By TIM Initiative • January 28, 2015•Ms. JD
Ms. JD launched The Incredible Men (TIM) Initiative in 2014 to celebrate men who are active champions for women’s advancement in the legal profession. These men not only value equality and diversity in the profession, but earnestly and enthusiastically support women and women’s initiatives. Today we feature Grover E. Cleveland, who has been a steadfast supporter of Ms. JD and all early career associates. We asked Grover to share some personal thoughts on the advancement of women in our profession. Here's what he had to say:
Participating in the Ms. JD Passion Forward Conference in Austin, TX last year was one of the most gratifying experiences of my life. The students were smart, engaged, and appreciative of career advice. But one thing that struck me was that some of the students were timid about sharing their goals and accomplishments. After the conference, I mentioned to Katie Larkin-Wong that I hoped the students realized they had what it took to succeed and that they would focus on believing in themselves.
I had a similar experience after doing a career seminar at Harvard Law School. A student tentatively made her way up to the front of the room and said, “Thank you so much. That was incredibly helpful.” That statement was far more gratifying to me than saving clients scads of money in private practice.
I wrote Swimming Lessons for Baby Sharks: The Essential Guide to Thriving as a New Lawyer, because I did not like to see new lawyers struggle. Law can be both rewarding – and challenging for all new lawyers. Women in particular may need to be assertive about asking for what they need to thrive, because those needs may not be obvious to others.
I was struck by Sheryl Sandberg’s story in Lean In: Women, Work, and the Will to Lead, when she recounted, “I didn’t realize that pregnant women needed reserved parking until I experienced my own aching feet.”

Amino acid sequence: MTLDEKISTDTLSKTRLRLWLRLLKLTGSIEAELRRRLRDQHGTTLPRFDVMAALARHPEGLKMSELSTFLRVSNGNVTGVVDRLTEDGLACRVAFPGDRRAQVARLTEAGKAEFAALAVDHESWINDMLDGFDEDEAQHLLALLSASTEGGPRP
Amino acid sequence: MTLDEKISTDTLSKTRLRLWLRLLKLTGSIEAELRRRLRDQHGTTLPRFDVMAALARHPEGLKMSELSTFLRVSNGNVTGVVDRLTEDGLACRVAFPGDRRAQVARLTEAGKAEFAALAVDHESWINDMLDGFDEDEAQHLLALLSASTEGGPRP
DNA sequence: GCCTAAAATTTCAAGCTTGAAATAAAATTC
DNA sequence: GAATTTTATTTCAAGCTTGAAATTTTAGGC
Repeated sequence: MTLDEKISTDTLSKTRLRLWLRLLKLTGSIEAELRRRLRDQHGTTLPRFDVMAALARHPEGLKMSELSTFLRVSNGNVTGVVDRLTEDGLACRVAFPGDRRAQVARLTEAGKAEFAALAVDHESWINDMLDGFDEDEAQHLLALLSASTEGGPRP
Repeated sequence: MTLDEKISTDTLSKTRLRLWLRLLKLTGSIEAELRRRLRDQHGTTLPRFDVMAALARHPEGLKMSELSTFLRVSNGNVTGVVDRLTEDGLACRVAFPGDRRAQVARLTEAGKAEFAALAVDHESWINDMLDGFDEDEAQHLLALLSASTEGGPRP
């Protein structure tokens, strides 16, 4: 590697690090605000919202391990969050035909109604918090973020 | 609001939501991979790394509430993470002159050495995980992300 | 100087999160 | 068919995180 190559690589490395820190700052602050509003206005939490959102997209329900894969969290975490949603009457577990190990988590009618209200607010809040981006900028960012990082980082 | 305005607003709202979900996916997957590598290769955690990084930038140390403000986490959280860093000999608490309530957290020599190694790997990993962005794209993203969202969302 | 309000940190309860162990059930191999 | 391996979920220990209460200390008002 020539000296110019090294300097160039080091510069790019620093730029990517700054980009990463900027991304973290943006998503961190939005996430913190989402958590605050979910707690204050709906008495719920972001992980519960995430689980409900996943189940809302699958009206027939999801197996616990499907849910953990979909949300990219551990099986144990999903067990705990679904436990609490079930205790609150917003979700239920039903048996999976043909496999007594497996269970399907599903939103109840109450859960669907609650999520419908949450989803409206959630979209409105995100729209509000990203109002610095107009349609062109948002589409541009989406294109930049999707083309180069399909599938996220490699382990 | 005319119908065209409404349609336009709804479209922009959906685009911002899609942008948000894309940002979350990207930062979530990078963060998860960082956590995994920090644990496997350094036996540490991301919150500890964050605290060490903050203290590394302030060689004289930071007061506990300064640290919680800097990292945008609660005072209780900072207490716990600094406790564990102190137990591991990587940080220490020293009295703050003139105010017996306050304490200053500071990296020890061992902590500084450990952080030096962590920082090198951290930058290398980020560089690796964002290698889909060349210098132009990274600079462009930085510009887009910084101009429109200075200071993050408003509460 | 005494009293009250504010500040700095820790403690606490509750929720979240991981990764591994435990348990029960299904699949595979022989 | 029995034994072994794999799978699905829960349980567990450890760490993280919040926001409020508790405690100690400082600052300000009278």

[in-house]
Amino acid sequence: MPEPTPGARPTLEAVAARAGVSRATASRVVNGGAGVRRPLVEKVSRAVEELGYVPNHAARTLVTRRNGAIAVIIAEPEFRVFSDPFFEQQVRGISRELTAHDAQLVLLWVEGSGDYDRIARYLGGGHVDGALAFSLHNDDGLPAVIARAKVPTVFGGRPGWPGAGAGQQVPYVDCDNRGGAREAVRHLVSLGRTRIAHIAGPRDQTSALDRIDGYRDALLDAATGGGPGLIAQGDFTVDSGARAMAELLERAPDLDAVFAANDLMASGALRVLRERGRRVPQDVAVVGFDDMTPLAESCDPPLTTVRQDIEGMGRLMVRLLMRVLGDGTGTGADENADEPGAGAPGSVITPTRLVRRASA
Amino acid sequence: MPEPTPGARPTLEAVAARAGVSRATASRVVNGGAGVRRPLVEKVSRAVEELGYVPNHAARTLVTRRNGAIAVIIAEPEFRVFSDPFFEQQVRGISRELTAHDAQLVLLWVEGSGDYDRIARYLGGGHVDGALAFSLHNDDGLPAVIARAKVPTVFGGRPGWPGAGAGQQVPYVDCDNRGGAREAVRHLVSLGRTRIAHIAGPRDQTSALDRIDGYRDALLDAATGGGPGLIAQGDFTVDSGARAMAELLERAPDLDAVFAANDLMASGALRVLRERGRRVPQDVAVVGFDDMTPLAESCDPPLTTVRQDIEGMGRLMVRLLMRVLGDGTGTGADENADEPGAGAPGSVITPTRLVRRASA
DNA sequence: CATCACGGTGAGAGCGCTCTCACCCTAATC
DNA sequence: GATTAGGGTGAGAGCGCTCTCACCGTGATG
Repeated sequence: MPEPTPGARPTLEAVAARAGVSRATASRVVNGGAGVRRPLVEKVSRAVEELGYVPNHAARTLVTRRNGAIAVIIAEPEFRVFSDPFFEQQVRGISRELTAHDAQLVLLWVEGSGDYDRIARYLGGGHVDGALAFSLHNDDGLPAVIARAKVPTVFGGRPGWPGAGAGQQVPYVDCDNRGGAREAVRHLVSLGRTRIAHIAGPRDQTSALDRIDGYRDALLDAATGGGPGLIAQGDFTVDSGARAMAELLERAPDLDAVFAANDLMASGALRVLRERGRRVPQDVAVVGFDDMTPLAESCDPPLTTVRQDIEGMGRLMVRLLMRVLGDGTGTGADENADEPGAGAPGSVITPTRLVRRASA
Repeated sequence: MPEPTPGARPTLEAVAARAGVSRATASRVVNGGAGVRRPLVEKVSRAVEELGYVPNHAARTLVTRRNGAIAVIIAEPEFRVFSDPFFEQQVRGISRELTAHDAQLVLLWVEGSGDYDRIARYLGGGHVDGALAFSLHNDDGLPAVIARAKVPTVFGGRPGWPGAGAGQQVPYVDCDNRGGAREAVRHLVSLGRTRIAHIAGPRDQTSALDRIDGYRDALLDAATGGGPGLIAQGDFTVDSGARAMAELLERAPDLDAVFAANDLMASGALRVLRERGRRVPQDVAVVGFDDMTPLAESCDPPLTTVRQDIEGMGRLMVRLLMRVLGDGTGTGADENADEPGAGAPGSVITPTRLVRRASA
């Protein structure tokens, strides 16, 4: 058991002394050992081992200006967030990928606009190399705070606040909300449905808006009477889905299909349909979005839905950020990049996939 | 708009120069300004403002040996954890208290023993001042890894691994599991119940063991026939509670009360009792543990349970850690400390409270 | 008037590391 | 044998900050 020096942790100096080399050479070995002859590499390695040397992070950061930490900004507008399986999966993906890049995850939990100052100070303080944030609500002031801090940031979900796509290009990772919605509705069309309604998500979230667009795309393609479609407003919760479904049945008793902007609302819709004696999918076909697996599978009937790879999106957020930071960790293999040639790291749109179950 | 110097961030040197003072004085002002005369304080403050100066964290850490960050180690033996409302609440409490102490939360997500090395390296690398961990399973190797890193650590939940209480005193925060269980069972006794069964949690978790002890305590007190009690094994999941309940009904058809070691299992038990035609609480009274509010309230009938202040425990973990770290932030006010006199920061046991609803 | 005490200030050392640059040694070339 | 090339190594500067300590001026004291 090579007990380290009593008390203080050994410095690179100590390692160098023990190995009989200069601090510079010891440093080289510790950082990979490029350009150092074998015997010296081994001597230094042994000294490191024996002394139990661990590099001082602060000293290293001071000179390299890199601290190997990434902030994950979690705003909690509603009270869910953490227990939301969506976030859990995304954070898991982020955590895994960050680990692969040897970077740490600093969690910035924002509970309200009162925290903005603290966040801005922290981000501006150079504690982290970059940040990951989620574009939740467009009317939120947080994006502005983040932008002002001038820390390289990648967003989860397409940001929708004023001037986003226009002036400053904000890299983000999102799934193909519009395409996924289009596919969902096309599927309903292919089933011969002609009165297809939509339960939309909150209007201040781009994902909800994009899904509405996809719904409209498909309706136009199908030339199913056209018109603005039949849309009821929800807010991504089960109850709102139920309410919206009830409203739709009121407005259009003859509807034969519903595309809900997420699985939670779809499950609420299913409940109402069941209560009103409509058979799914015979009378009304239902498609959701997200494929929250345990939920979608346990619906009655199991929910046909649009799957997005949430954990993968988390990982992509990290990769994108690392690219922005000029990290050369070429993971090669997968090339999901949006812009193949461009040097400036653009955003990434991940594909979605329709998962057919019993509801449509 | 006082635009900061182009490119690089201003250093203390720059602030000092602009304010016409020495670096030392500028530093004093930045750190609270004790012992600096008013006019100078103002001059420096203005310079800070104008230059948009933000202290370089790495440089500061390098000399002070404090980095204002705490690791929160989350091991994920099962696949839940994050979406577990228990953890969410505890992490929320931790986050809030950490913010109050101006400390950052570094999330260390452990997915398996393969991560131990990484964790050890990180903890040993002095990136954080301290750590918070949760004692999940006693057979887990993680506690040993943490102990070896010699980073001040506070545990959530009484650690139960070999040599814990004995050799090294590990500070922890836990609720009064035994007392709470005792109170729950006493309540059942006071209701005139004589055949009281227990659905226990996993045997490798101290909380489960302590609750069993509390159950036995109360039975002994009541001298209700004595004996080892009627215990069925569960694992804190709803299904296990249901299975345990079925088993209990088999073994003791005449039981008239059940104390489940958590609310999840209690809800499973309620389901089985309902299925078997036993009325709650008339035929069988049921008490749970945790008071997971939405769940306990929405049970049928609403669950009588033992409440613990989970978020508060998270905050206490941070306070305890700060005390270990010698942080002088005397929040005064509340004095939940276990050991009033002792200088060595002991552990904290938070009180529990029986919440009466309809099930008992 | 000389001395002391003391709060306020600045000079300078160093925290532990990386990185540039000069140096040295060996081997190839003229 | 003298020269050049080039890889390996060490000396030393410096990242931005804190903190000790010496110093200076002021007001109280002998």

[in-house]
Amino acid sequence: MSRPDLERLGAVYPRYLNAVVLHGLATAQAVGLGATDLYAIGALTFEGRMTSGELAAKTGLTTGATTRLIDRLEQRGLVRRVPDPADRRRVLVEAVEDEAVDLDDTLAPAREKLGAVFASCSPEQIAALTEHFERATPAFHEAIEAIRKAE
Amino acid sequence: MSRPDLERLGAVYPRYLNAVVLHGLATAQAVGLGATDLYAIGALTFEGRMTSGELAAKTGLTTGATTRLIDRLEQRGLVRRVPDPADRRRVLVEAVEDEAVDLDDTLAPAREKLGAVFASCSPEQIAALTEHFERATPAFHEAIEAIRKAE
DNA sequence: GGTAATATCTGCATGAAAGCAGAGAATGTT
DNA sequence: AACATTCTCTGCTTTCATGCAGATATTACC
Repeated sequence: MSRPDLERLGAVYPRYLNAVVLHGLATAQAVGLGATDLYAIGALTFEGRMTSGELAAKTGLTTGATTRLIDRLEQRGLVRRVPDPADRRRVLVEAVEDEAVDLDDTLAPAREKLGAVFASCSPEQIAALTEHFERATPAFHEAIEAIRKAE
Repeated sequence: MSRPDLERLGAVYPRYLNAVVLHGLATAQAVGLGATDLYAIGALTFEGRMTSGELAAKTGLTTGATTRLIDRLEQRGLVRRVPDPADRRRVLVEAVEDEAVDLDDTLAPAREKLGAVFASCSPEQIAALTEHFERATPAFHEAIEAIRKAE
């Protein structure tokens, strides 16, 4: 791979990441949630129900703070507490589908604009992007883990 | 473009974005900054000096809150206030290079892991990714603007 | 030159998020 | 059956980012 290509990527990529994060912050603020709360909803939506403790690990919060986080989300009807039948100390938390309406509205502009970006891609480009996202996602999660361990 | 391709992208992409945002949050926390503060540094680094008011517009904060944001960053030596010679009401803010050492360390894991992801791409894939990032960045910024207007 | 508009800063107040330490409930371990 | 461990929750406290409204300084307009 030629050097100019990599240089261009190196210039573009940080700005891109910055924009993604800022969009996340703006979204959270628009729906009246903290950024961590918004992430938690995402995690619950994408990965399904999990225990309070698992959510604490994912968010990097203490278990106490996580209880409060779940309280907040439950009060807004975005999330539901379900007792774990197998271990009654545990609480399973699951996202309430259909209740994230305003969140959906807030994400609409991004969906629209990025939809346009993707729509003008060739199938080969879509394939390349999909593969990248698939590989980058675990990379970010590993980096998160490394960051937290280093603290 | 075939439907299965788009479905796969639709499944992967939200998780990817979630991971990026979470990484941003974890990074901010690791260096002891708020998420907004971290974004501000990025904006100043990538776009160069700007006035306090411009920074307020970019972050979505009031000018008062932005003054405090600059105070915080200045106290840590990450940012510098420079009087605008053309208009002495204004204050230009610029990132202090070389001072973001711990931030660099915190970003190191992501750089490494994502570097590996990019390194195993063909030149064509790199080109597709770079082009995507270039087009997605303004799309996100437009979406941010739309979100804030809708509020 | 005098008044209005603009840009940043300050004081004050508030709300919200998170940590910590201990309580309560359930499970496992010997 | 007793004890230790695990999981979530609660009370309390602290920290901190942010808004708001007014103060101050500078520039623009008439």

The story reminded me of when I was a new associate and asked my firm to institute domestic partner benefits. I had relocated to the West Coast with my life partner, and because he did not yet have a job, he had no health insurance. I was fully prepared for my request to be dismissed out of hand. Instead, the managing partner told me to make a proposal. Six months later, the firm instituted the benefits. Other firms in the city followed soon after.
Being assertive and asking for what we need to succeed is obviously not a panacea. But it is an important step, because it is something we control. Every day, we can choose to lean out – or lean in.
Grover E. Cleveland is a lawyer in Seattle, Washington and the author of Swimming Lessons for Baby Sharks: The Essential Guide to Thriving as a New Lawyer published by West in 2010. Grover has practiced for more than two decades, and Swimming Lessons for Baby Sharks not only draws on his own experiences, but also includes advice from dozens of other lawyers throughout the country.
He is a former partner at Foster Pepper PLLC, one of the larger law firms in the Northwest. His clients included the Seattle Seahawks professional football team as well as other companies owned by Microsoft co-founder, Paul Allen.
Grover is a frequent speaker on career success for law students, summer associates, and new lawyers, including seminars at law firms of all sizes, law schools, bar associations, and national conferences. He was a speaker at the Ms. JD 2014 Passion Forward Conference in Austin, TX.
With Ms. JD’s president, Katie Larkin-Wong, Grover co-authored a series of blog posts for American Lawyer Media’s Careerist blog, based on Sheryl Sandberg’s book, Lean In: Women, Work, and the Will to Lead. Grover is also a regular contributor on law career success for Ms. JD’s blog, Above the Law, and American Bar Association publications and blogs.
He currently holds a legal and environmental policy position in Seattle. In that role, he is the client of other lawyers in many disciplines and all stages of practice. This broad range of experience both as a supervising attorney and as a client gives him a unique perspective on the skills new lawyers need to succeed.
He was named after his grandfather who was named after the 22nd and 24th President of the United States. There is no blood relationship.